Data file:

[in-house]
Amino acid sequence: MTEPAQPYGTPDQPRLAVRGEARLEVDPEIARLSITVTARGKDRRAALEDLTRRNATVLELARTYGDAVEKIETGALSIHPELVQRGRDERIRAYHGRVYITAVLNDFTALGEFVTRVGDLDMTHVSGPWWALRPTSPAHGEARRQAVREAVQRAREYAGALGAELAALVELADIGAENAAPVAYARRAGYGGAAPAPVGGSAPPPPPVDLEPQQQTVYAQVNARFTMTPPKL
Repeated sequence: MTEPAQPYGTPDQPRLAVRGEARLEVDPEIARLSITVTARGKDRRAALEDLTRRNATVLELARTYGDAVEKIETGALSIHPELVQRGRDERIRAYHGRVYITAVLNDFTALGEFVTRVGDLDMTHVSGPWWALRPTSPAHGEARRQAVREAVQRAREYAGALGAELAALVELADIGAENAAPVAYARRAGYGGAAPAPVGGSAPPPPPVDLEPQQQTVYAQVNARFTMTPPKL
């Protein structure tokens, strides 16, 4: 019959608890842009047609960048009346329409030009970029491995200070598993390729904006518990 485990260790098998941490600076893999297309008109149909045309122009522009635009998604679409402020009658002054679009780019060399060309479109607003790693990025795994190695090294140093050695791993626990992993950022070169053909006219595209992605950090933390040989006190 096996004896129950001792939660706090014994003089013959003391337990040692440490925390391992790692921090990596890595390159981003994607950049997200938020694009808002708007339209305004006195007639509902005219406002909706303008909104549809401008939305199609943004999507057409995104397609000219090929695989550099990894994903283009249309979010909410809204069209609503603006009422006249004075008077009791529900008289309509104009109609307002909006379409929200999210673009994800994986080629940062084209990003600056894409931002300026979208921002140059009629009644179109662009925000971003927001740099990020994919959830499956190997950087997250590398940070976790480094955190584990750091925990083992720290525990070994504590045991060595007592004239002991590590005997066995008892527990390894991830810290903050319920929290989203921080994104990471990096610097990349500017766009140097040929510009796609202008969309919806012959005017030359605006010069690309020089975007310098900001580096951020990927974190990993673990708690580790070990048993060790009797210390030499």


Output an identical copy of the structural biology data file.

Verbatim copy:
[in-house]
Amino acid sequence: MTEPAQPYGTPDQPRLAVRGEARLEVDPEIARLSITVTARGKDRRAALEDLTRRNATVLELARTYGDAVEKIETGALSIHPELVQRGRDERIRAYHGRVYITAVLNDFTALGEFVTRVGDLDMTHVSGPWWALRPTSPAHGEARRQAVREAVQRAREYAGALGAELAALVELADIGAENAAPVAYARRAGYGGAAPAPVGGSAPPPPPVDLEPQQQTVYAQVNARFTMTPPKL
Repeated sequence: MTEPAQPYGTPDQPRLAVRGEARLEVDPEIARLSITVTARGKDRRAALEDLTRRNATVLELARTYGDAVEKIETGALSIHPELVQRGRDERIRAYHGRVYITAVLNDFTALGEFVTRVGDLDMTHVSGPWWALRPTSPAHGEARRQAVREAVQRAREYAGALGAELAALVELADIGAENAAPVAYARRAGYGGAAPAPVGGSAPPPPPVDLEPQQQTVYAQVNARFTMTPPKL
């Protein structure tokens, strides 16, 4: 019959608890842009047609960048009346329409030009970029491995200070598993390729904006518990 485990260790098998941490600076893999297309008109149909045309122009522009635009998604679409402020009658002054679009780019060399060309479109607003790693990025795994190695090294140093050695791993626990992993950022070169053909006219595209992605950090933390040989006190 096996004896129950001792939660706090014994003089013959003391337990040692440490925390391992790692921090990596890595390159981003994607950049997200938020694009808002708007339209305004006195007639509902005219406002909706303008909104549809401008939305199609943004999507057409995104397609000219090929695989550099990894994903283009249309979010909410809204069209609503603006009422006249004075008077009791529900008289309509104009109609307002909006379409929200999210673009994800994986080629940062084209990003600056894409931002300026979208921002140059009629009644179109662009925000971003927001740099990020994919959830499956190997950087997250590398940070976790480094955190584990750091925990083992720290525990070994504590045991060595007592004239002991590590005997066995008892527990390894991830810290903050319920929290989203921080994104990471990096610097990349500017766009140097040929510009796609202008969309919806012959005017030359605006010069690309020089975007310098900001580096951020990927974190990993673990708690580790070990048993060790009797210390030499």